News blog

‘Climategate’: time to move on

CRU_Jan24.jpgA UK parliamentary report on the so-called ‘Climategate’ email theft has expressed “some reservations” about two independent inquiries into the incident. However, the House of Commons science select committee says it is now time to implement the inquiries’ recommendations and move on.

A number of investigations have been launched since a vast number of emails from the Climatic Research Unit at the University of East Anglia (UEA) in the UK were released on the internet – and triggered now-debunked allegations of a global warming cover up, some of it involving research published in Nature.

The science select committee under the last government also had a run at the controversy, but that was before the two independent inquiries into what became known as ‘Climategate’ concluded. Now the new committee has had a look at the conduct of the Independent Climate Change E-mails Review (ICCCER) and the independent Scientific Appraisal Panel (SAP), watching the watchers of the climate-watchers, if you will.


Both these reviews largely cleared the researchers involved, although they noted that there could have been more openness (see: UK climate data were not tampered with and CRU inquiry: science solid despite lack of statistical know-how).

The select committee report into the reports says it would have been better if they (the original reports) had made all their evidence public. It also says it is “unsatisfactory” that the ICCER did not fully investigate allegations that emails were deleted to hamper freedom of information requests to UEA. Recommendations from the two reviews – including that the Climatic Research Unit should make enough data available for others to replicate their findings – should now be implemented, it says.

“While we do have some reservations about the way in which UEA operated, the SAP review and the ICCER set out clear and sensible recommendations,” says the report. “In our view it is time to make the changes and improvements recommended and with greater openness and transparency move on.”

Image: Climatic Research Unit at UEA. Photo by mira66 via Flickr under Creative Commons.

Comments

  1. Report this comment

    Ernst Schrama said:

    It is encouraging to see that conclusions of review committees have been formulated and that their recommendations must be implemented. At the same time it should be stressed again by geo-scientists that the essence of the message, namely that there is man-made global warming, has not changed as a result of climategate. So it is time to move on, in particular to ask ourselves what the world will look like with soon more than 500 ppm of carbon-dioxide in its atmosphere. Greenland is losing mass in excess of 200 cubic kilometers per year which is unprecedented in the last century. How much more evidence do you need?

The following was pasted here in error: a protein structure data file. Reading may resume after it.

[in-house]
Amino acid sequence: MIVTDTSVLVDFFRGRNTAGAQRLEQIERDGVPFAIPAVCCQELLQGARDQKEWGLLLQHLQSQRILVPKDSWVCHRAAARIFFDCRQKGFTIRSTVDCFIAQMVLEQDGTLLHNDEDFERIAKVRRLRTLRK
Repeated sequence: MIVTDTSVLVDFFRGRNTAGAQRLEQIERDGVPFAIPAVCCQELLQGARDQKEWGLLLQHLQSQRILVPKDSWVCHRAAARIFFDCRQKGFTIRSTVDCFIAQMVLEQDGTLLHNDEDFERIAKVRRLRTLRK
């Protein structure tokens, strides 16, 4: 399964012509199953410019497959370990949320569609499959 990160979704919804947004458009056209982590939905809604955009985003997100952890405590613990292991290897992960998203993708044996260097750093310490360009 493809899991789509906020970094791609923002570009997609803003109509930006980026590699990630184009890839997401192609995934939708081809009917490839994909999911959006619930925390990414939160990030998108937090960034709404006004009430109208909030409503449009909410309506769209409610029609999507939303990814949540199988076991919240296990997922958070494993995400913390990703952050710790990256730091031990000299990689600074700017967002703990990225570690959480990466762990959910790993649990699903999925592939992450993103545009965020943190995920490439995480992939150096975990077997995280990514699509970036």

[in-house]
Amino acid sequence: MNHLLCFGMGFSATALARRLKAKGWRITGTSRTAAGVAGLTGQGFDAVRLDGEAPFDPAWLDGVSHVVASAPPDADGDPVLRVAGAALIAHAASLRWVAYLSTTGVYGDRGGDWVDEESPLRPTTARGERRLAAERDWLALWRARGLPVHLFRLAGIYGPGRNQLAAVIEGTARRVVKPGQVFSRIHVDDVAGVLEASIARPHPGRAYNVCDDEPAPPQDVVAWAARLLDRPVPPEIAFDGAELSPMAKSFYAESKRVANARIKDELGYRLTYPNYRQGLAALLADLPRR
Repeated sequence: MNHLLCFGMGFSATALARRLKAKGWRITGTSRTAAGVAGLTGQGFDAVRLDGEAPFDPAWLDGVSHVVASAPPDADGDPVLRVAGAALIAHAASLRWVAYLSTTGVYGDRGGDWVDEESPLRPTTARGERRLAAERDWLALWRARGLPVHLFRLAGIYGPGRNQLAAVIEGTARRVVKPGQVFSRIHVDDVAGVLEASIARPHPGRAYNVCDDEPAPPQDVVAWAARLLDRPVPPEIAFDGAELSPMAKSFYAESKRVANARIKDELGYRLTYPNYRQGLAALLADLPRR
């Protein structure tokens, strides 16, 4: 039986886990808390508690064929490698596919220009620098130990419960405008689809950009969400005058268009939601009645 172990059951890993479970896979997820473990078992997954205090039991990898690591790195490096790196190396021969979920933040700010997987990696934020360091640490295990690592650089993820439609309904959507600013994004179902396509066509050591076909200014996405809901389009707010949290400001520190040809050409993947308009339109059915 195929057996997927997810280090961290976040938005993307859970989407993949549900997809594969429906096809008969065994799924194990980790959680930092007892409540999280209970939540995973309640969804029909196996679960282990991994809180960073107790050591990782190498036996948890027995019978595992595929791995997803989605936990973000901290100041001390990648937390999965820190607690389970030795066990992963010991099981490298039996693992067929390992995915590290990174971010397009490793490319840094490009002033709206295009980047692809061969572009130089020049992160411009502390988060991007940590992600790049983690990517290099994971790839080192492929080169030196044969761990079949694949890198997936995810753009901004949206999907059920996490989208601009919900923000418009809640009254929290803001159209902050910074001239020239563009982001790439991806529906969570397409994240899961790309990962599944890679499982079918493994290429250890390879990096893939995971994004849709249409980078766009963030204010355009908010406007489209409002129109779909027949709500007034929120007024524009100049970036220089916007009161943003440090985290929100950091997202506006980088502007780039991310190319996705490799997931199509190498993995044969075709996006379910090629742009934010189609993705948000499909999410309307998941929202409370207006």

2. Report this comment

    DS432 said:

    Move along, nothing to see here, pay no attention to the man behind the curtain!

  3. Report this comment

    Dennis said:

    Climategate did not expose a hoax, it WAS the hoax!

    Too bad the climate cynics are not subject to the same level of scrutiny and criticism.

  4. Report this comment

    Anne Maloney said:

    200 cubic kilometres of ice weighs 200 thousand million tonnes. Is that what you’re saying?

  5. Report this comment

    Ernst Schrama said:

    Dear Anne,

    200 cubic kilometer of water is approximately 200 billion kilogram. This is the mass loss that NASA’s GRACE satellite mission identified over Greenland since it was launched in 2002. The number is verified with an independent regional climate model in combination with glacier runoff interpreted from radar data. At this rate the oceans receive about 0.5 mm per year just as a result of the melting of Greenland.

    Ernst.

  6. Report this comment

    Ernst Schrama said:

    If I said 200 billion kilogram per year than that should be 200 billion tonnes per year.

  7. Report this comment

    G. Thomas Farmer said:

    The science is correct that global warming is a fact and we should convince our policy makers to make the effort to understand the science. Most are college graduates and the physics of climate change is not that difficult to understand. These skeptics aren’t necessarily stupid; they just act that way!

  8. Report this comment

    Art Raiche said:

    Time to move on? Richard Nixon would have said the same thing in the early days of Watergate.

Comments are closed.